For people unfamiliar with in-situ methodologies, we’ll share a story. It demonstrates the methods’ unique contribution to understanding experiences of a changing world.
PolicyWise Knowledge Mobilization & Relationship Specialist, Nicole Glenn, describes her experience of conducting a walking interview – a common in-situ approach – in the inner-city of Montreal. She co-authored the guide with researchers Martine Shareck and Stephanie Alexander.
A story of a walking interview
It’s 2015. Although I’ve lived in Montreal for years, I’ve never been to this neighbourhood. I do know its poor reputation.
Clare is the participant’s name. As we’re walking, she points out a series of park benches near her house – “they’re why I love it here!” I watch as she describes what she likes about this place, “It’s so vibrant and everyone is welcoming!” It’s a collection of several benches in a busy central square. On one bench, I see two older men deep in conversation. On another, a mother hands her toddler a snack. People are greeting each other in French and English: “Bonjour! How’re you?”
When I ask, Clare describes her neighbourhood as a “great place to live.” It’s in pretty stark contrast to what I’ve heard about this place.
During the walk, Clare not only describes her neighbourhood, she shows it to me. I get to see, hear, and smell it along with her. Clare tells me stories that come up during the walk – like about the benches. There is an interview guide, but most of the questions come up in conversation, in response to what we see, hear, and experience.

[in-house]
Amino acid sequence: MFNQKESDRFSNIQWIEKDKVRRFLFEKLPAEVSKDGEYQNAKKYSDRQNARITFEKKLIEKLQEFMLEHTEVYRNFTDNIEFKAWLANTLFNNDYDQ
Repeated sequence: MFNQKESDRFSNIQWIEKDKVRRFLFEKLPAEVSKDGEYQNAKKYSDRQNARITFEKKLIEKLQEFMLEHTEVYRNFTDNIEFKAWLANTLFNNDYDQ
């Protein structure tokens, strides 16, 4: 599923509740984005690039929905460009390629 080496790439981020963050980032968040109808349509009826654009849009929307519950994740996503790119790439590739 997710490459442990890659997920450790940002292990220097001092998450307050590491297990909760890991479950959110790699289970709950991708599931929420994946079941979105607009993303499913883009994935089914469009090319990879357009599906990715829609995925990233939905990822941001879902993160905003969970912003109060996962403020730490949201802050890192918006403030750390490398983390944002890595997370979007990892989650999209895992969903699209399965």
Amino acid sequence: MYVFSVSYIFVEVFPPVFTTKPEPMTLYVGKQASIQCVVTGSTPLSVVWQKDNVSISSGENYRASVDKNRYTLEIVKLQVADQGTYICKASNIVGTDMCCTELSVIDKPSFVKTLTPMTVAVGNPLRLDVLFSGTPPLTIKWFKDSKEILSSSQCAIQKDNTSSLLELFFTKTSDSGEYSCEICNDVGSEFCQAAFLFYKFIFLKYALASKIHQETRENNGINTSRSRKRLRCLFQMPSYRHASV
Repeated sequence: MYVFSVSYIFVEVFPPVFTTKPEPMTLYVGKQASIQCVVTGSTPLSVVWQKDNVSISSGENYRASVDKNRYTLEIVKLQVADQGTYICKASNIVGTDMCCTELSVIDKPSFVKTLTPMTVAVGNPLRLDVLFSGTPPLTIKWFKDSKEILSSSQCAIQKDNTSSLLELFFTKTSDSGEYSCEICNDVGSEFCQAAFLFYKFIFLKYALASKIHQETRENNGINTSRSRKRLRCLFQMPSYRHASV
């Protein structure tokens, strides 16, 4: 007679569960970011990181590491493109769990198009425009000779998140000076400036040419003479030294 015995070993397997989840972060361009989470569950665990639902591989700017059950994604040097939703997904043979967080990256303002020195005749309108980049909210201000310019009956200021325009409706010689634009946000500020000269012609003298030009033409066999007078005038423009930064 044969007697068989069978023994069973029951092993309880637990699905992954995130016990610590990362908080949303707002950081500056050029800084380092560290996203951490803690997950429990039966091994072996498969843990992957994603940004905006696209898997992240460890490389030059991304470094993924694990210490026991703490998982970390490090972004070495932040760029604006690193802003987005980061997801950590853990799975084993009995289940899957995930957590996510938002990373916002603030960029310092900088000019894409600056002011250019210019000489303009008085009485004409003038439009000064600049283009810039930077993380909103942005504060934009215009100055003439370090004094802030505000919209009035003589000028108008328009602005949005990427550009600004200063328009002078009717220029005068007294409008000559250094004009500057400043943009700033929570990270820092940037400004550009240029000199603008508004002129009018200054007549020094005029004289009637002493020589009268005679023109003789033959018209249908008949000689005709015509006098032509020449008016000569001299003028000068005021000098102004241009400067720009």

What now & what next?
A lot changed in the years since this walking interview took place. A global pandemic has caused nearly everything to shift, in-situ methodologies included. Sharing space and time are essential to the immersive nature of the approach. What now? Are they safe? Will people want to be together still?
COVID-19 has also heightened crises of inequities across the globe. Job loss, illness, and death are concentrated in places where immigrants, racialized peoples, and older folks live.
In-situ methodologies offer a unique way to better understand these communities’ experiences, their priorities for recovery, and their preferred solutions. They are participant led and equity-centred. So, adapting them is a worthwhile endeavour. Find out more in the Wayfinder guide!